Police officer received thousands in compensation after falling off a CHAIR

August 18, 2014 | by | 0 Comments
Police have received thousands in compensation claims, with one office being paid off after fell off a chair (file picture)

Police have received thousands in compensation claims, with one office being paid off after fell off a chair (file picture)

A police officer received thousands of pounds in compensation after being injured – falling off a CHAIR, it emerged yesterday.

In scenes more reminiscent of the Keystone Cops, three officers from West Midlands Police were even hurt during personal SAFETY training.

Other officers made claims for a host of injuries including being hurt by a baton, being bitten by a dog and even one who was hit by a car park barrier.

Incredibly, the cash-strapped force forked out almost £600,000 on personal injury claims for just 26 officers between April 2013/14.

A whopping £328,100 was paid out in compensation as well as a staggering £260,900 to lawyers dealing with the cases.

Five officers shared out £173,500 between them after they tripped and fell at premises owned by the force.

Three officers slipped on wet floors, two had problems getting into and out of cars and two suffered injuries after moving furniture.

Other payouts included an officer suffering from an asbestos-related disease, another who suffered stress from being exposed to HIV and three who were injured by colleagues whilst responding to incidents.

Remarkably, the legal costs far outstripped the compensation payouts for some of the claims.

Two officers received just £5,000 for dog bites – with lawyers pocketing £35,600.

Yesterday, former West Midlands Police officer Ray Egan, 75, who served on the force from 1967 to 1993, described the payouts as “embarrassing”.

He said: “It’s all to do with this claim culture, it’s like a disease and people are jumping on the bandwagon.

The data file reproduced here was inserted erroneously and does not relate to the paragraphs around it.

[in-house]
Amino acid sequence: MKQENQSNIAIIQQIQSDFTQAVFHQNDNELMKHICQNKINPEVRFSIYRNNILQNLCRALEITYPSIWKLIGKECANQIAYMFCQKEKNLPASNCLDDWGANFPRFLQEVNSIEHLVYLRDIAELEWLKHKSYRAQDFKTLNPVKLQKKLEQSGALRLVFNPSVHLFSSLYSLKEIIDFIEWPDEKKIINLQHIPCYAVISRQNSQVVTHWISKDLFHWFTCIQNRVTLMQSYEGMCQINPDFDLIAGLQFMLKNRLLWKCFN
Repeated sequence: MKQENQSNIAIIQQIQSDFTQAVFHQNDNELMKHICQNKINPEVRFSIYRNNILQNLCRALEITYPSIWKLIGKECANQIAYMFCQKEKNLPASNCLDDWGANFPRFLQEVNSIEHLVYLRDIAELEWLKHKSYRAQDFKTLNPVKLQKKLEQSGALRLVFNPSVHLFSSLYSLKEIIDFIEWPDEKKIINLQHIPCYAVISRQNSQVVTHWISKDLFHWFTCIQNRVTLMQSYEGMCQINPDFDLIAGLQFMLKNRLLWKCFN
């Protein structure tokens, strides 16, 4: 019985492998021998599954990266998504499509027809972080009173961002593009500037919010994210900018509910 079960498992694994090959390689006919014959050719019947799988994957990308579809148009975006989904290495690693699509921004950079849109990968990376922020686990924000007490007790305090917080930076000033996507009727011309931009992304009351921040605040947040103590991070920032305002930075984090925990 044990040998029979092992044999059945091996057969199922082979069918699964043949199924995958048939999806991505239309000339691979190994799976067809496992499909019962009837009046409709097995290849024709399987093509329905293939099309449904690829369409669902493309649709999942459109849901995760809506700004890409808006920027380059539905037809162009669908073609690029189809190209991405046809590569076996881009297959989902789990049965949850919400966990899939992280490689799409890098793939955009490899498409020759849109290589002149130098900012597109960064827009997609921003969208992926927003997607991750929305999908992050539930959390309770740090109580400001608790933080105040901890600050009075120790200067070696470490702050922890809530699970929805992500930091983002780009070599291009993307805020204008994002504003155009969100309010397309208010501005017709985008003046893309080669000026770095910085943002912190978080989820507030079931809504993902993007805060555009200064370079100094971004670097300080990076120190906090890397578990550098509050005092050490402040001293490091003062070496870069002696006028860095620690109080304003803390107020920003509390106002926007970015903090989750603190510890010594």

“I don’t know where it is going end. It is embarrassing.

“I’m surprised the blame culture has spread to the police force. But everybody else is jumping on board, so it’s just human nature.

“It’s costing the country a lot of money, it could be spent on policing and put to much better use.

“It’s crazy really. What we need back is the man on the beat, it’s become an endangered species.

“They can’t stop people claiming, it’s just going to go on and on. I’m just glad I’m retired and out of it.”

Andy Silvester, from the TaxPayers’ Alliance, added: “These figures are shocking.

“Either the force is failing to deliver a safe working environment, or they’re paying out on spurious claims, but either way it’s taxpayers that end up footing the bill.

“Every penny spent on compensation is a penny that can’t be spent on fighting crime and anti-social behaviour, and this pay-out culture cannot be allowed to continue.”

But the force have defended the figures which they say reflect improvements after seeing a 7.5 per cent decrease in injuries and accidents.

Assistant Chief Constable Marcus Beale said: “Police officers face dangerous situations on a daily basis while on duty, protecting people from harm.

“This is a fundamental nature of the job and a reality accepted by West Midlands Police officers and staff, whose health and safety we take extremely seriously.

“The force, together with unions and staff associations, have a robust joint delivery health and safety plan, which has led to a reduction in accidents involving officers of 7.5 per cent over the past year.

“We are responsible for our employees when they are on duty and when we fall short of meeting that responsibility, they are entitled to protection under the law and seek redress through the courts.

“Compensation payouts are only made following the assessment of appropriate medical evidence by our legal team, insurers and solicitors, who then make a recommendation to the force as to what payment should be made.”

* Last year it emerged a West Midlands Police officer received almost £8,000 in compensation after being bitten by FLEAS.

The payout was part of nearly £900,000 of successful claims handed to 51 police officers and 16 civilian staff members in the three years between 2009 and 2012.


POLICE PAYOUTS
Actions of a third party

Number of cases – three
Damages paid – £28,000
Legal costs – £24,400
Total paid out – £52,400

Defective equipment
Number of cases – four
Damages paid – £10,700
Legal costs – £24,100
Total paid out – £34,800

Dog bite
Number of cases – two
Damages paid – £5,100
Legal costs – £35,600
Total paid out – £40,700

Lifting and handling
Number of cases – four
Damages paid – £20,500
Legal costs – £35,700
Total paid out – £56,200

Slip or trip
Number of cases – five
Damages paid – £173,500
Legal costs – £35,500
Total paid out – £209,000

Training
Number of cases – five
Damages paid – £27,800
Legal costs – £72,500
Total paid out – £100,300

Other
Number of cases – three
Damages paid – £62,500
Legal costs – £33,100
Total paid out – £95,600

Total number of cases – 26
Total damages paid – £328,100
Total legal costs – £260,900
Total paid out – £589,000

Category: News

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